What is your feeling about how contemporary art can influence the way we look today at the world or understand what is around us? How can contemporary art influence somehow the way people look at things and think of the current social and political situation?

This is a very tough question, but of course the one that concerns us in our work and also many other people in this field I think. Of course, as I said, we are very aware that the direct effect contemporary art can make is limited. It also comes with a lot of barriers that you can't connect to everyone and reach out to everyone. One role a public institution fulfills is to make ideas, art, information and knowledge available. I think not only one artwork and not only one project or even not only one institution can change things on a broad structure, but I think all of these little steps and efforts are very important.

Tell me about yesterday tomorrow, Installation view at Munich Documentation Centre for the History of National Socialism, 2019-2020, Photo: Connolly Weber.

Where do you see current shifts in the transformation of the role of artists, arts professionals and institutions, where do you see risks and challenges and where do you see opportunities?

Looking back at recent years, a big chance I would mention is the economization of the art field. In order to sustain oneself, artists more and more have to rely on the market. That means there is also art produced to be able to be consumed and fit some formats. It goes hand and hand with objectification and speculation of art. In my understanding art should be free to take whatever form is suitable: from ephemeral, time-based works to collaboration and social practices. This is also a challenge for institutions that naturally present art works. Another challenge and chance is the crossing of borders of genres and disciplines. I think collaboration of various fields is a productive mean to work on future issues.

If you were able to change one or two things of the way the art system functions, where would you start from? Where do you feel is more necessary to intervene for the benefit of everyone?

It is difficult to say, there are so many things on very different levels and realms... A big challenge is payment and maintenance, because I think everyone that works for something should get paid for the work. That's a very important aspect in the work on all levels, especially in institutions and the work with artists. Working in this field I know that funds are always an issue and you always have to look for additional funding and financial support and the means of production should be distributed equally. Often artists are thought to earn the symbolic value of visibility, but of course that is not something you can maintain a living from.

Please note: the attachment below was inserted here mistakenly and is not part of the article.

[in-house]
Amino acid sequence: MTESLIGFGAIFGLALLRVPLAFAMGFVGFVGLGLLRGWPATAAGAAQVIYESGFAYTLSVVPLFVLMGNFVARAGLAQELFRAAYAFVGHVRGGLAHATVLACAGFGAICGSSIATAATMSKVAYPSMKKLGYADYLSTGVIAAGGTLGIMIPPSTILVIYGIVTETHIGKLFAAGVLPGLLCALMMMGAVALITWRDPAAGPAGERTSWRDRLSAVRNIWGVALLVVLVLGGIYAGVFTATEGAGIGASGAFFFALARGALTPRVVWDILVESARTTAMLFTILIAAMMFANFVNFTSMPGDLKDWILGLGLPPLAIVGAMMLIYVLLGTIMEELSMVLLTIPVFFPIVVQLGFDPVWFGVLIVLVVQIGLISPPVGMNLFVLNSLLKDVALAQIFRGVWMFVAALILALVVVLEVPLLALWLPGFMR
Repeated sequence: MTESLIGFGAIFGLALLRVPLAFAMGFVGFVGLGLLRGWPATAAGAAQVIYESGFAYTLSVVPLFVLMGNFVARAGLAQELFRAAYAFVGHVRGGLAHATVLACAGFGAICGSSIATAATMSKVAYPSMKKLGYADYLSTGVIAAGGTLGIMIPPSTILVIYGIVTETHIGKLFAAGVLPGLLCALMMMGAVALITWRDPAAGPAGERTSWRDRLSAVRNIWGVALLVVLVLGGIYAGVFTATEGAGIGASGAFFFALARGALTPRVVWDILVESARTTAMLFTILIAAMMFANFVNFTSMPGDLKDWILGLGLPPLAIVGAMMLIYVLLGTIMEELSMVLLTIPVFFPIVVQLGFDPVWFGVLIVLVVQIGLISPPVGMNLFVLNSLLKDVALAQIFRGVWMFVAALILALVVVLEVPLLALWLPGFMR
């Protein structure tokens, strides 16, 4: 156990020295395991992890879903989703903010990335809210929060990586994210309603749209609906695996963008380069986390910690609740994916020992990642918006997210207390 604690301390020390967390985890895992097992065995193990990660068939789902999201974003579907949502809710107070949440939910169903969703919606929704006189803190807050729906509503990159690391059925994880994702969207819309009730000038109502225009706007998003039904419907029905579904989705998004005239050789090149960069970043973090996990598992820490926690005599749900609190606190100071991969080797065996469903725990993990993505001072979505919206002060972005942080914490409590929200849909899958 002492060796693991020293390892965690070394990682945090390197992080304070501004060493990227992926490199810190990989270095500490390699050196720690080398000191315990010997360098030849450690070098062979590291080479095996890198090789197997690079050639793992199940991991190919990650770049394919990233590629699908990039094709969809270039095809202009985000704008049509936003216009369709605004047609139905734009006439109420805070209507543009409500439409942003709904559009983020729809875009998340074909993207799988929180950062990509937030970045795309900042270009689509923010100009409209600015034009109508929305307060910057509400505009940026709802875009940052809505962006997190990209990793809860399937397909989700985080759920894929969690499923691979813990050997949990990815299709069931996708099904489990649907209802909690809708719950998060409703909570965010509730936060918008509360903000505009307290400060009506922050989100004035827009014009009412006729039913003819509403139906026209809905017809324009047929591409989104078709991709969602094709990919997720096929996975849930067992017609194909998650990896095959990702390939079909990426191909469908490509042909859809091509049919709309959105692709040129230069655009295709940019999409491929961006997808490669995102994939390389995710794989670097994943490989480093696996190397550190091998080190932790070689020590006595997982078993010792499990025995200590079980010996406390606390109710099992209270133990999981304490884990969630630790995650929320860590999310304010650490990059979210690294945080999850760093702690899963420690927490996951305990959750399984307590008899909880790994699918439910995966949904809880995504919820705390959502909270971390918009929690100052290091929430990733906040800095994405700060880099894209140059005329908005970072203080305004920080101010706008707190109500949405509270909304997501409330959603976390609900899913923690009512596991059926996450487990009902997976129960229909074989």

Payment is one big challenge in the field in general, and then also certain responsibilities in terms of a public institution that has a certain path created from the city or the state. How would you handle this? That an exhibition space, an institution maybe should not necessarily only be about exhibitions, not only about the presentation of art but also should enable to involve people, to offer platforms and education? One very successful mean in that way is free access, in terms of free entrance, and I wonder why sometimes it seems so difficult for public institutions to offer free entrance. I think this is one very simple but successful way to include more people.

This is just to mention two topics but I think there are many more aspects to change.

Tell me about yesterday tomorrow, Installation view at Munich Documentation Centre for the History of National Socialism, 2019-2020, Photo: Connolly Weber.

The first part of our interview took place before the opening of the exhibition. What are your impressions about it, now that it has almost reached its end?

There was a really interesting process because it was not only an exhibition that brought together various artworks, it was really creating a dialogue between an existing exhibition that is already there and interventions in the space of the Documentation Centre.

Looking at the permanent exhibition in the Documentation Centre you would find one approach which is a rational documentation of history based on text and image reproductions. It is about a depiction of what happened in the past, but it doesn't really make connections to the present time or at least the connections are not so obvious. ”Tell me about..” tried to establish a dialogue; to point to things in history but also find connections to nowadays. And it offers different approaches to regard that, through works of art obviously. That was really special.

The project was really trying to use the background of the historical exhibition in a productive way, to involve it, but also to reflect on it. Some connections between the historical context and the contemporary interventions really came together in the space. Also the duration of the exhibition was longer than usual and that allowed for more discussions with the audience.

The temporary exhibition also works for me as a reflection on the historical permanent exhibition. It's not just a depiction of the past but it's really also reveals the history is told and depicted as well as the conditions behind images and behind videos.

The artworks really involve you as a spectator, it asks you what is in between the binary between good and bad, and how you would position yourself. And it asks from whose perspective are we looking at history, present but maybe also future.